Today's dollar has only one way to go: down. And it is a lot further to the bottom than one might imagine, despite the perspective provided by 1914. As I said on August 15, 2005: "A falling dollar couldn't be a surer bet than it is right this moment, here at the very tippy-top of the fifth and most prodigious bear market rally for the dollar since it started caving three years ago (and subsequently lost 1/3 of its value through the end of 2004)."

Preserving your wealth is more than a good enough reason to convert as many of your assets as possible right now into the form of precious metals, especially the sort you personally hold, such as rare coins and bar and coin bullion. Mining stocks are more volatile, thus possess more upside potential, but also carry significant risk in the event of a complete collapse of the economy.

Also on August 15, I said the following about buying gold and silver: "Back up the truck, boys and girls. Do it now." Since then, leading American and Canadian mining stocks have risen 20%. The spot prices of gold and silver are up about 5% in the same time period.

If my wife would let me, I would sell the ranch, buy gold and silver with the proceeds, then rent for the next two or three years. Women.

That is the basic case for precious metals. Now for Peak Silver. Remember our mantra from above: Silver today is a much rarer precious metal than is gold.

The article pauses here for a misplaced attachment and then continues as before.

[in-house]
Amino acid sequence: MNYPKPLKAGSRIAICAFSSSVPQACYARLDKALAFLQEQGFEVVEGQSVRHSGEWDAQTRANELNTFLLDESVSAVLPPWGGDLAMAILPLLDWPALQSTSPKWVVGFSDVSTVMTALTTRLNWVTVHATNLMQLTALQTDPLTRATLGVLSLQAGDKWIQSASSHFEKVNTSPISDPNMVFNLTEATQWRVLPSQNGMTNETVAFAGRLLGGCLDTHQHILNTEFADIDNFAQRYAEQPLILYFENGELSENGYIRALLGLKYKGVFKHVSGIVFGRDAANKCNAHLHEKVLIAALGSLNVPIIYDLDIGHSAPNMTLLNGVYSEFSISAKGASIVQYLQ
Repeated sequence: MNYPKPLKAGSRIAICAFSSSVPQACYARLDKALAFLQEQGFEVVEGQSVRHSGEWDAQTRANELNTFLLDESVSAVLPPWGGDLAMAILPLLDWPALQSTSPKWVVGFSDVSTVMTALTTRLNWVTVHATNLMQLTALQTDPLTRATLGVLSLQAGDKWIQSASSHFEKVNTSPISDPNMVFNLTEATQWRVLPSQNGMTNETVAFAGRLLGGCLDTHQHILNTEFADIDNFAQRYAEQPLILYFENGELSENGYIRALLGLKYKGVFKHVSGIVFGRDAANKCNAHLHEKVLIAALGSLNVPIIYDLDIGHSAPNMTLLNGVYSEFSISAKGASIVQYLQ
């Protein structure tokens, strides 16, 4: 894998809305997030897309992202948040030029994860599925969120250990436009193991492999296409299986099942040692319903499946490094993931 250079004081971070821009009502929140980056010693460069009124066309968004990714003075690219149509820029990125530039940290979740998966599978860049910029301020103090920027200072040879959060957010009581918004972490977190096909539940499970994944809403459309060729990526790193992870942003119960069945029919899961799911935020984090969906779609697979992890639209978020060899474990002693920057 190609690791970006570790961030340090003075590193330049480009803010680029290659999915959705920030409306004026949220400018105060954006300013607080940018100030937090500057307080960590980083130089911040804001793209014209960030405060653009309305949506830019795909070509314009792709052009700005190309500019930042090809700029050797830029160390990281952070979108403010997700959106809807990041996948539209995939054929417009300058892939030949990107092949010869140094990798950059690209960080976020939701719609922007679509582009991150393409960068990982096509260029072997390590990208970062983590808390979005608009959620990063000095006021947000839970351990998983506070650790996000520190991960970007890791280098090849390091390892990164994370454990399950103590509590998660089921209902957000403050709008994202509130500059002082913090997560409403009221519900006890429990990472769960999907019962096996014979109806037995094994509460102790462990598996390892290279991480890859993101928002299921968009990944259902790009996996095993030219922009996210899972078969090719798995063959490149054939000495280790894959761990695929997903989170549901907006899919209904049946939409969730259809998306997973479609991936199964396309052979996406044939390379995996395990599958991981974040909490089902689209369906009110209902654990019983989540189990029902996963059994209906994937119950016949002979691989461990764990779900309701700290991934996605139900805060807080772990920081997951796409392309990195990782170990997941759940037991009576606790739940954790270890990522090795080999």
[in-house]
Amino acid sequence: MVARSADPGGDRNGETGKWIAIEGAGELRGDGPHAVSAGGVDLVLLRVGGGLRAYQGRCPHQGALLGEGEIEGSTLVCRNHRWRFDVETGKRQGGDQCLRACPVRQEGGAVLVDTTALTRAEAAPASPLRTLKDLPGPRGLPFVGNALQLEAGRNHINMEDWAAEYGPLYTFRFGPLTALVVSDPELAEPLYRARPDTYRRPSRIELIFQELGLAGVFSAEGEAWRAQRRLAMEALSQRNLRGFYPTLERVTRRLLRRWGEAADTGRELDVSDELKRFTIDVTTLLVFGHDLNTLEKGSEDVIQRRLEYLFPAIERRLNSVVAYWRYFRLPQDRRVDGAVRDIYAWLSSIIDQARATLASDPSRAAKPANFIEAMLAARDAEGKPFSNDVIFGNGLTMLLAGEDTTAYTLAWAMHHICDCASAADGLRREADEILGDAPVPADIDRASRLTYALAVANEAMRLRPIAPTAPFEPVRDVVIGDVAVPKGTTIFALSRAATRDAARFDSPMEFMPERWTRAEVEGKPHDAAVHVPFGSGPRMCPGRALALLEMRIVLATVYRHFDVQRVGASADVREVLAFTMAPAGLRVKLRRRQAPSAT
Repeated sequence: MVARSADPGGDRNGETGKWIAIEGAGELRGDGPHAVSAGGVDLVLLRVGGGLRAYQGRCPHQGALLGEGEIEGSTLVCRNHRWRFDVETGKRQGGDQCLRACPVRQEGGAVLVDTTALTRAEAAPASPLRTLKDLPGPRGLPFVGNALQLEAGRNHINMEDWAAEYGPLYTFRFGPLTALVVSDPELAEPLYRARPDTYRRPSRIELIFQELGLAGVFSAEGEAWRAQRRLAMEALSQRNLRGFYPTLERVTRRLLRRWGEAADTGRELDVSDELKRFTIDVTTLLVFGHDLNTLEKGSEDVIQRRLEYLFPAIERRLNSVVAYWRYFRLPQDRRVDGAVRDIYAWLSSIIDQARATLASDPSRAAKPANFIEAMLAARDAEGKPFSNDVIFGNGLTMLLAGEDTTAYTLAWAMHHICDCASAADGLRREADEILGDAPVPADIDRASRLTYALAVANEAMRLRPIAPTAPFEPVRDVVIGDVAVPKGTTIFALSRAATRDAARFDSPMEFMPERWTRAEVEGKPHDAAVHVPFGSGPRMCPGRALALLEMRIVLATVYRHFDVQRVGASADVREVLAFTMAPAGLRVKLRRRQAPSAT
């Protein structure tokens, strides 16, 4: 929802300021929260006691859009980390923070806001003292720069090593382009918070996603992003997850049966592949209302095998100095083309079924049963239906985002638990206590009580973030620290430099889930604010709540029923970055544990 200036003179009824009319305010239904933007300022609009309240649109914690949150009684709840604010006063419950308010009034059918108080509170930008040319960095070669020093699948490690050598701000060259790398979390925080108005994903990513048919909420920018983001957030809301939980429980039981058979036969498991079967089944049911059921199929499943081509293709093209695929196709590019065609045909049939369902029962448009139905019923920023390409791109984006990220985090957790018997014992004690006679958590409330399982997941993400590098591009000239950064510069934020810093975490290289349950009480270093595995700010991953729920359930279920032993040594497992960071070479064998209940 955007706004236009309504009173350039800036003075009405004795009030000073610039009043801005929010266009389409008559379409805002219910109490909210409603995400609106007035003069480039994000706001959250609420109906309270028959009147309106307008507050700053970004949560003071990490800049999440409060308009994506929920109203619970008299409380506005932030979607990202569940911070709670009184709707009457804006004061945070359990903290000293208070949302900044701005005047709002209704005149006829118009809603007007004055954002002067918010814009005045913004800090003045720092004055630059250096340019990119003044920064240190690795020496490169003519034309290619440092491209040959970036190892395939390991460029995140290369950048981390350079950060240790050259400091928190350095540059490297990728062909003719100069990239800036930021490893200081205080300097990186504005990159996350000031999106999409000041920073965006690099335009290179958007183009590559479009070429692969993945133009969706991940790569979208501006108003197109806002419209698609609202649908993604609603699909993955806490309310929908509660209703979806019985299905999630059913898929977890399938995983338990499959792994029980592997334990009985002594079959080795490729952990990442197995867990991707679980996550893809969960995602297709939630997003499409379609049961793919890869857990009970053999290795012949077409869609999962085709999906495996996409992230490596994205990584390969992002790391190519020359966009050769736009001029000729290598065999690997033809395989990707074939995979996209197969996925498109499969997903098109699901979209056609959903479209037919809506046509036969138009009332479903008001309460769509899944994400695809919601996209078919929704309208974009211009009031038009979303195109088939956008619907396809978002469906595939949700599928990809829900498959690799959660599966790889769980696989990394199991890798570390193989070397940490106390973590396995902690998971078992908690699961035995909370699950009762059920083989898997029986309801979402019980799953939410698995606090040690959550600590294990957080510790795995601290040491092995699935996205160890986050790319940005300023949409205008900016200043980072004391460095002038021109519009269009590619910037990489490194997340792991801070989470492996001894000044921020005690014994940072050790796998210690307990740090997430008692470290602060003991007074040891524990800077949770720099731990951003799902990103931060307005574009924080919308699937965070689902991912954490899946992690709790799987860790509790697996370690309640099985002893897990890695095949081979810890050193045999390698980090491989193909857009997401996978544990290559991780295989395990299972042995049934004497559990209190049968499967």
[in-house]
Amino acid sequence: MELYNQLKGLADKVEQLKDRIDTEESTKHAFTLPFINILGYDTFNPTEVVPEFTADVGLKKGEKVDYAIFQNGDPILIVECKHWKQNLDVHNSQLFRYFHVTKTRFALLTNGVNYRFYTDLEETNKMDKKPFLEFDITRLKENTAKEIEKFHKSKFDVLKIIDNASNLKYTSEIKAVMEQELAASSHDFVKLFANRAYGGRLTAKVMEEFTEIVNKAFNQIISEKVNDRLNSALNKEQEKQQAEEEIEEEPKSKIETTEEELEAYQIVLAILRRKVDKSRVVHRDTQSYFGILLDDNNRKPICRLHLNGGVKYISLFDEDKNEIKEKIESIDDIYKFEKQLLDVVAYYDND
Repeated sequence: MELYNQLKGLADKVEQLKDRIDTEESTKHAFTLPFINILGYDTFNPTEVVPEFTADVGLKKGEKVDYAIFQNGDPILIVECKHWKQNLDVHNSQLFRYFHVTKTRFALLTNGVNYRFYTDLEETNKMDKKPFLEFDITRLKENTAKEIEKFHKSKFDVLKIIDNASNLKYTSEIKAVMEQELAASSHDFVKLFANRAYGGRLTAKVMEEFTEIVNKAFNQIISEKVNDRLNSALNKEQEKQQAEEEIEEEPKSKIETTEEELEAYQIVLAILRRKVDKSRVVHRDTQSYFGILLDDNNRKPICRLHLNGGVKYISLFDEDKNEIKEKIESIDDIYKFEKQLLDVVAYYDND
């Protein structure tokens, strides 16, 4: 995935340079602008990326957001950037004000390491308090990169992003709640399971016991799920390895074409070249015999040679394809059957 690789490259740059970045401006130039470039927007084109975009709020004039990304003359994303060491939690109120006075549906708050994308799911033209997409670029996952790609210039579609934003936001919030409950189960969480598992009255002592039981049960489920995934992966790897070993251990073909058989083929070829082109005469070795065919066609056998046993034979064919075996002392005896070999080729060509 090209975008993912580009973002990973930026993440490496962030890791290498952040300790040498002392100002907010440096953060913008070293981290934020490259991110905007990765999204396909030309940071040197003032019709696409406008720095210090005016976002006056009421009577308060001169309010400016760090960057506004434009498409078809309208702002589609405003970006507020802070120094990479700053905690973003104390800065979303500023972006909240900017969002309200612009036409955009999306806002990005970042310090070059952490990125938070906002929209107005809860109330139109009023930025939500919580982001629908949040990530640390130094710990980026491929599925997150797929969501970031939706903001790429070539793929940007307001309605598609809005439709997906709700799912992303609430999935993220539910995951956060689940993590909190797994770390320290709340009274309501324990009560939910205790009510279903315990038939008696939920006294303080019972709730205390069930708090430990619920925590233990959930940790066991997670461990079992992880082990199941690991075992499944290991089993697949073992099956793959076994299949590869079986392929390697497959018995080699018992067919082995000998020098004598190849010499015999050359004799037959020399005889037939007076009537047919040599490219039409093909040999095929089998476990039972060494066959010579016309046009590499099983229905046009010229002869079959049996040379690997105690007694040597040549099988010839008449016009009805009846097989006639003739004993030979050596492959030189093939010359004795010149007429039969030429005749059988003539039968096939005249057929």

Yes, there still is much more silver in the ground than there is gold - eight times as much. Historically, we have pulled about eight times as much silver from the ground as we have gold, a ratio which has declined only slightly with today's production. Called the "poor man's gold," silver typically has been the least expensive of all the precious metals because it also has been the most plentiful. That was before industry began to use silver in significant quantities, however.

Silver has almost countless modern industrial applications, with both technology and population increases driving demand higher every day. Silver's thermal and electrical conductivity is unparalleled, making it the metal of choice for microcircuitry. Silver also plays a major role in the medical field, due to its natural antibiotic capability. What's more, silver is one of the few metals that does not corrode, making it essential in modern electrical switches of every sort (including your house and your car). And, yes, the photographic industry continues to consume about a quarter of all silver made available. Silver demand is increasing by leaps and bounds. What's little known is that silver demand has outstripped production for years.

During my lifetime (that's "modern times" to you, despite how you might feel about Bogart movies) we have been using silver a great deal faster than we mine it. Why hasn't the price of silver gone up before this (faster than necessary to counter inflation, that is)? Because the huge, above-ground inventories of silver built up prior to my lifetime (pre Bogie) were added to production in order to meet ongoing demand, that's why. Well, guess what? The stored-up silver now is gone. Just now, in fact. That, or those stores will run out within the next few months, depending upon whose figures you believe.